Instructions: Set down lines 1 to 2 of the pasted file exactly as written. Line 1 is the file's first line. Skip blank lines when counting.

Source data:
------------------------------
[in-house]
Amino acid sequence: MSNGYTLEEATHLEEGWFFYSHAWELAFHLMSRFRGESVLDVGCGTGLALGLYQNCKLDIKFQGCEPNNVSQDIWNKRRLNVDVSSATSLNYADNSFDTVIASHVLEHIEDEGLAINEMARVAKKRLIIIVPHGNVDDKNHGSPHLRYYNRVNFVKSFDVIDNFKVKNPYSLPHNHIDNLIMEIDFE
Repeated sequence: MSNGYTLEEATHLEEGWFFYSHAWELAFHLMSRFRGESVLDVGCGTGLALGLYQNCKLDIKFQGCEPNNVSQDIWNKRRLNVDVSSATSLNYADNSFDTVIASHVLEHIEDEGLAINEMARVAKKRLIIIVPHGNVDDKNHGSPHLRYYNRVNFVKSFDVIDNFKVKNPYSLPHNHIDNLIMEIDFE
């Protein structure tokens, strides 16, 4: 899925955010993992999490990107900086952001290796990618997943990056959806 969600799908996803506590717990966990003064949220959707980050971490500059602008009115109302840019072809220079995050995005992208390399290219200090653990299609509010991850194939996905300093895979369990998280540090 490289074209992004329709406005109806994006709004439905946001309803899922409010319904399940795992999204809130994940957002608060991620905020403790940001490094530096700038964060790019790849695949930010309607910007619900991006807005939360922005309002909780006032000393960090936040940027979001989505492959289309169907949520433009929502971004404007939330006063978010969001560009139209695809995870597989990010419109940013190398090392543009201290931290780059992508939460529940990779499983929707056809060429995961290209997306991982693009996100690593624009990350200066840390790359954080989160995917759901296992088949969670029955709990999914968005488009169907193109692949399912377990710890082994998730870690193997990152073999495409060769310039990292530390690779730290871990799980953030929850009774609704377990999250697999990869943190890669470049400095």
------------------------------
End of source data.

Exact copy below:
[in-house]
Amino acid sequence: MSNGYTLEEATHLEEGWFFYSHAWELAFHLMSRFRGESVLDVGCGTGLALGLYQNCKLDIKFQGCEPNNVSQDIWNKRRLNVDVSSATSLNYADNSFDTVIASHVLEHIEDEGLAINEMARVAKKRLIIIVPHGNVDDKNHGSPHLRYYNRVNFVKSFDVIDNFKVKNPYSLPHNHIDNLIMEIDFE